In another study, we tested the influence of conscious and unconscious rewards during cued task-switching performance (Capa et al., 2013). In this study, participants performed runs of task-switching. During each run, participants switched among three tasks and earned the reward contingent upon their accuracy in the run. The percentage of correct runs was larger for the higher than for the lower reward, in both subliminal and supraliminal conditions. In respect to reaction times, participants were overall faster for the supraliminal reward. Moreover, for the subliminal reward, no reaction time difference was observed between high and low reward conditions suggesting that participants were more cautious.

Why consciously and unconsciously processed rewards can differentially affect executive control is open to argument and the modulating factors of the reward-related effects remain to be fully understood. In this context, one important – but rather unexplored – question is whether individuals’ personality traits or tendencies can modulate these effects on executive performance. The impact of individual differences on the distinctive effects of conscious and unconscious rewards is a key issue to investigate to further our understanding of the regulating role of motivation in executive control (Braver et al., 2010).

In a first attempt (Bustin et al., 2012), we explored whether individual differences associated with novelty seeking could foster differences in the effect of reward processing on executive function. Novelty seeking is defined as a trait involving activation or initiation of behaviors such as exploratory activity and approach to monetary rewards (Cloninger et al., 1993). Within this frame, participants performed a memory-updating task, similar to Capa et al. (2011), to earn rewards presented consciously and unconsciously. On the basis of participants’ scores on the novelty seeking scale from the Temperament and Character Inventory-Revised (TCI-R; Cloninger, 1999), two groups (low below the median vs. high above the median) of participants were created. We found that low novelty seeking participants performed better when rewards were presented subliminally, whereas high novelty seeking participants’ performance did not differ regardless whether reward cues were processed consciously or unconsciously. These previous findings highlight the necessity of taking individual differences into account to better understand the effects of conscious and unconscious processing reward on executive control.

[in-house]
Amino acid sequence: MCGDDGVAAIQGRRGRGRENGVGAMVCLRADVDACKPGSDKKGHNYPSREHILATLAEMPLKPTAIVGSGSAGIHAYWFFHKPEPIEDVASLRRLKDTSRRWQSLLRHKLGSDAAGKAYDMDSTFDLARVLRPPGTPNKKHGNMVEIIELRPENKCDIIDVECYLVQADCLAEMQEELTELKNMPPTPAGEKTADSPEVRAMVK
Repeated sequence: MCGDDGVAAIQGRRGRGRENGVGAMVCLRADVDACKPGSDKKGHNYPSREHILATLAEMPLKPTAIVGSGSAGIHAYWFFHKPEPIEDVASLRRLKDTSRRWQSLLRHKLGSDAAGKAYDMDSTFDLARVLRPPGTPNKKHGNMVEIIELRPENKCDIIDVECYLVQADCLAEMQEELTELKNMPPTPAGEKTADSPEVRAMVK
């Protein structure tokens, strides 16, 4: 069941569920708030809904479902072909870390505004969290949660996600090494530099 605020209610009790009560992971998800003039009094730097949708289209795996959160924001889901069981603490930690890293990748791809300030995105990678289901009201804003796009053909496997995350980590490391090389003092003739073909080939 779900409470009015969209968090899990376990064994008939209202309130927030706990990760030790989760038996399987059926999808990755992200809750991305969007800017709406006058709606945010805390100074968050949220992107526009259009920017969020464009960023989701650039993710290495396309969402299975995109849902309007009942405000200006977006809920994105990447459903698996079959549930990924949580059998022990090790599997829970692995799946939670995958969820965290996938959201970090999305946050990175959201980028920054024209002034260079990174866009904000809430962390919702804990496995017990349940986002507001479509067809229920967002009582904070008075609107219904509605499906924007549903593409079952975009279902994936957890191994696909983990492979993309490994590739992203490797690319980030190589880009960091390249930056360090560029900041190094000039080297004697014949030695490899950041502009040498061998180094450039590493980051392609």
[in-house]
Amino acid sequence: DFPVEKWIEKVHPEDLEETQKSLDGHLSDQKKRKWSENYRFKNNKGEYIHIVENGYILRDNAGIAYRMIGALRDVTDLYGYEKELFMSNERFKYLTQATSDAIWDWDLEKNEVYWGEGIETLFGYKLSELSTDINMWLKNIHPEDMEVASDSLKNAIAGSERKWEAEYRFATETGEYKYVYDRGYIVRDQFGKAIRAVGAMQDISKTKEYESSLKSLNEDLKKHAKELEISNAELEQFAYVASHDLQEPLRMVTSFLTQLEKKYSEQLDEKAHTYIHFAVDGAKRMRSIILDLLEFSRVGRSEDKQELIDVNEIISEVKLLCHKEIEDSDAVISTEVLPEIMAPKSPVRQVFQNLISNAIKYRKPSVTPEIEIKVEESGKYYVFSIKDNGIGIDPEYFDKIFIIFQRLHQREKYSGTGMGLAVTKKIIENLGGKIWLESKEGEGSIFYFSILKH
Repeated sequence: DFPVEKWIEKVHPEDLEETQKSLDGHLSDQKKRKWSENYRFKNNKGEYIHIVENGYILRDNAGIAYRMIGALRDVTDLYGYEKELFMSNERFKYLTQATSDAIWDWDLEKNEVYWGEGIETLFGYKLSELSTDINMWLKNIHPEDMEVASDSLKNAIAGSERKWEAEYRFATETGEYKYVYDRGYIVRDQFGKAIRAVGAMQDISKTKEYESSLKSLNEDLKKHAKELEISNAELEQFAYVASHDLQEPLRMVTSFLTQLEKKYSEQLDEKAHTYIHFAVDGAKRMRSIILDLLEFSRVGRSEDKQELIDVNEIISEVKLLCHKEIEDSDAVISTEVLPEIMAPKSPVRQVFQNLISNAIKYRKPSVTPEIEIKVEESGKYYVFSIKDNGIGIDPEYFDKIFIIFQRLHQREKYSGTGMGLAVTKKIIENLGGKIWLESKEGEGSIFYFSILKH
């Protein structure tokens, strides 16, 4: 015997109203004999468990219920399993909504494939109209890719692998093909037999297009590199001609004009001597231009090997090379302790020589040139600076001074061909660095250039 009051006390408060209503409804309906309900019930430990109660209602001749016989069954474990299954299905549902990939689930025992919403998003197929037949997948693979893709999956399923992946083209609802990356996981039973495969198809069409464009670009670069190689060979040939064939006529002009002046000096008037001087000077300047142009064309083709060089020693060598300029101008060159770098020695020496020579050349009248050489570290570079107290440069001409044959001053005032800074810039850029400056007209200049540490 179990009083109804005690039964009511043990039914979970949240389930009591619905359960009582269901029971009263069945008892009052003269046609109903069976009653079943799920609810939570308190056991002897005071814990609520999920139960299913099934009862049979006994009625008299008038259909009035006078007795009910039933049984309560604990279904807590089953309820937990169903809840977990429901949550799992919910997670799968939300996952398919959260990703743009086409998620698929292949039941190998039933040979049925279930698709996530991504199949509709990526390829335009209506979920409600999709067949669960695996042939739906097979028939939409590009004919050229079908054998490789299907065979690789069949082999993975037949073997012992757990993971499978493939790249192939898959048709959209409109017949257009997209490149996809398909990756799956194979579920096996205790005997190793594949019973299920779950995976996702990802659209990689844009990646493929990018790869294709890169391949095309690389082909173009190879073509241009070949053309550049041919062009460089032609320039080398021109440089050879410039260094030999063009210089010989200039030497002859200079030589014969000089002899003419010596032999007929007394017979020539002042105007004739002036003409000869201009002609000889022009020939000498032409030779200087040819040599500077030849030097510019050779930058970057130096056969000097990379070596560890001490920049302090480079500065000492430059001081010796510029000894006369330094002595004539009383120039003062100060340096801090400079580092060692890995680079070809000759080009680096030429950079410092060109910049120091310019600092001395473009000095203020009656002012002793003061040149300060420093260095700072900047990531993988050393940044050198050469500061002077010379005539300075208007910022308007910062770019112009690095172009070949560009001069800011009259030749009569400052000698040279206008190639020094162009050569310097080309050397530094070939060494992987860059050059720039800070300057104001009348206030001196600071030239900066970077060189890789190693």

To examine further this issue, the present study focused on reward sensitivity, which is known to be a moderator of reward processing (Kim et al., 2015). More specifically, we investigated whether individual differences in reward sensitivity can foster the distinctive effects of conscious (supraliminal) and. unconscious (subliminal) processing of reward on executive performance. Cloninger’s model of personality, which incorporates novelty seeking tendency (see above), is theoretically related to Gray (1989) model, which distinguishes between two motivational systems: the behavioral approach system (BAS) and the behavioral inhibition system (BIS) (Mardaga and Hansenne, 2007). Hence, the present work was guided by Gray’s model. Accordingly, the BIS guides’ behavior in response to punishment signals via the septohippocampal system. The BAS, on the other hand, may organize and regulate behavior in response to reward signals via the dopamine system.

Reward sensitivity is measured using the BIS/BAS scale developed by Carver and White (1994). The BAS scale consists of three subdimensions, with two subscales related to reward processing (BAS Drive and BAS Reward Responsiveness) and one to novelty-seeking (BAS Fun Seeking). Previous research has shown that the BAS Drive and BAS Reward Responsiveness subscales can be used as a reliable index of individual differences in reward sensitivity (Carver and White, 1994; Hickey et al., 2010). The BAS Reward Responsiveness subscale captures positive responses to the occurrence or anticipation of reward, whereas the BAS Drive subscale indexes the persistent pursuit of desired rewards. Participants with high, as opposed to low, BAS Drive scores show correspondingly higher task engagement to earn a conscious reward during a cognitive task (Boksem et al., 2006, 2008; Hickey et al., 2010). Similarly, BAS Reward Responsiveness has been found to correlate positively with reward-related effects on cognitive processing (Braem et al., 2012). Differences in BAS scores can thus lead to differential effects of conscious rewards. To the best of our knowledge, no studies to date have looked at the impact of unconscious reward processing as a function of the BAS system.

In the present study, executive control was probed through a memory-updating task. Memory-updating is a key component of executive control. It refers to a process that is required to modify the content of working memory by replacing current, no longer relevant information with more relevant information (Morris and Jones, 1990). Participants were selected with low, medium, or high scores on the BAS Drive subscale.1 They could earn money displayed subliminally or supraliminally by performing well in a numerical memory-updating task. As observed previously in a similar task (Capa et al., 2011; Bustin et al., 2012), we anticipated a reward effect, with better performance associated with the possibility of earning a high reward as opposed to a low reward. Moreover, we explored whether conscious and unconscious reward processing differed or not as a function of the BAS system. We expected an increase in the reward effect on executive performance concomitant with the increase in BAS scores.

Materials and Methods